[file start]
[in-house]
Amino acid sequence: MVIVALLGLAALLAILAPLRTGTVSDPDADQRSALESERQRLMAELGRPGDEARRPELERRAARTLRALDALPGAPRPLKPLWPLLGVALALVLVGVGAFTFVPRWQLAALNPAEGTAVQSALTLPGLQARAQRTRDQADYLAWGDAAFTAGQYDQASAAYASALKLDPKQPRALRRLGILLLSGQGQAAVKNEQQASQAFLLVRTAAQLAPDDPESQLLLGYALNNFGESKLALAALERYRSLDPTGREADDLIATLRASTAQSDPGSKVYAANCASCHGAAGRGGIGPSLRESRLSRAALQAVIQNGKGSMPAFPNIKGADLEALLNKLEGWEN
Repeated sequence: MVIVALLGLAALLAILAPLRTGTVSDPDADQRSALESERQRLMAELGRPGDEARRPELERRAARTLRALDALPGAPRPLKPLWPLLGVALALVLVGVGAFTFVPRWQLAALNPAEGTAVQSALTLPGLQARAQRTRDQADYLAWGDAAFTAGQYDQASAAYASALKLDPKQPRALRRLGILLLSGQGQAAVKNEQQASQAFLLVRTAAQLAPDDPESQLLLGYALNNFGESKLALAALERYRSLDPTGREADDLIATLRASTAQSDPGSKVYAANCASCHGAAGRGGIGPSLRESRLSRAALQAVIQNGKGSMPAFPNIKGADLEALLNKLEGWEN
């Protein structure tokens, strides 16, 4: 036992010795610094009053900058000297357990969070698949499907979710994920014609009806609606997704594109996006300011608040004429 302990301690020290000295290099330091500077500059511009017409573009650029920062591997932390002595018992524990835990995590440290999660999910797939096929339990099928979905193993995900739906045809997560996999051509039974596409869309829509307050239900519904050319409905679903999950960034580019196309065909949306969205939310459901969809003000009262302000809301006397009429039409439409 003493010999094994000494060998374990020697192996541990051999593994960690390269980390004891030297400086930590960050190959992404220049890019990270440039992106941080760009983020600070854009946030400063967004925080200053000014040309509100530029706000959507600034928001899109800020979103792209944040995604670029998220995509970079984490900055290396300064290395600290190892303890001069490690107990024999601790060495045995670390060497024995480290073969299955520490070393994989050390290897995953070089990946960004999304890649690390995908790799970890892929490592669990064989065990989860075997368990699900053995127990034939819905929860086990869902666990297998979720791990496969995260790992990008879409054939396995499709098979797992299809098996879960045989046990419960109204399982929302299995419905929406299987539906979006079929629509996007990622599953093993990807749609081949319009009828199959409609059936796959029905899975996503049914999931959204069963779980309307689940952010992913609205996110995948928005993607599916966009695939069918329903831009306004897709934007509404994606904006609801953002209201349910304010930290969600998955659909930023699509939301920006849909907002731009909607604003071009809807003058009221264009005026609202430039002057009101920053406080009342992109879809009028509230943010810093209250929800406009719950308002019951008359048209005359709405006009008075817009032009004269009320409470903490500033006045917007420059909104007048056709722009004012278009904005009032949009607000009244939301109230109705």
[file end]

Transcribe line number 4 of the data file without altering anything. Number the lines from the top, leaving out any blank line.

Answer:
């Protein structure tokens, strides 16, 4: 036992010795610094009053900058000297357990969070698949499907979710994920014609009806609606997704594109996006300011608040004429 302990301690020290000295290099330091500077500059511009017409573009650029920062591997932390002595018992524990835990995590440290999660999910797939096929339990099928979905193993995900739906045809997560996999051509039974596409869309829509307050239900519904050319409905679903999950960034580019196309065909949306969205939310459901969809003000009262302000809301006397009429039409439409 003493010999094994000494060998374990020697192996541990051999593994960690390269980390004891030297400086930590960050190959992404220049890019990270440039992106941080760009983020600070854009946030400063967004925080200053000014040309509100530029706000959507600034928001899109800020979103792209944040995604670029998220995509970079984490900055290396300064290395600290190892303890001069490690107990024999601790060495045995670390060497024995480290073969299955520490070393994989050390290897995953070089990946960004999304890649690390995908790799970890892929490592669990064989065990989860075997368990699900053995127990034939819905929860086990869902666990297998979720791990496969995260790992990008879409054939396995499709098979797992299809098996879960045989046990419960109204399982929302299995419905929406299987539906979006079929629509996007990622599953093993990807749609081949319009009828199959409609059936796959029905899975996503049914999931959204069963779980309307689940952010992913609205996110995948928005993607599916966009695939069918329903831009306004897709934007509404994606904006609801953002209201349910304010930290969600998955659909930023699509939301920006849909907002731009909607604003071009809807003058009221264009005026609202430039002057009101920053406080009342992109879809009028509230943010810093209250929800406009719950308002019951008359048209005359709405006009008075817009032009004269009320409470903490500033006045917007420059909104007048056709722009004012278009904005009032949009607000009244939301109230109705």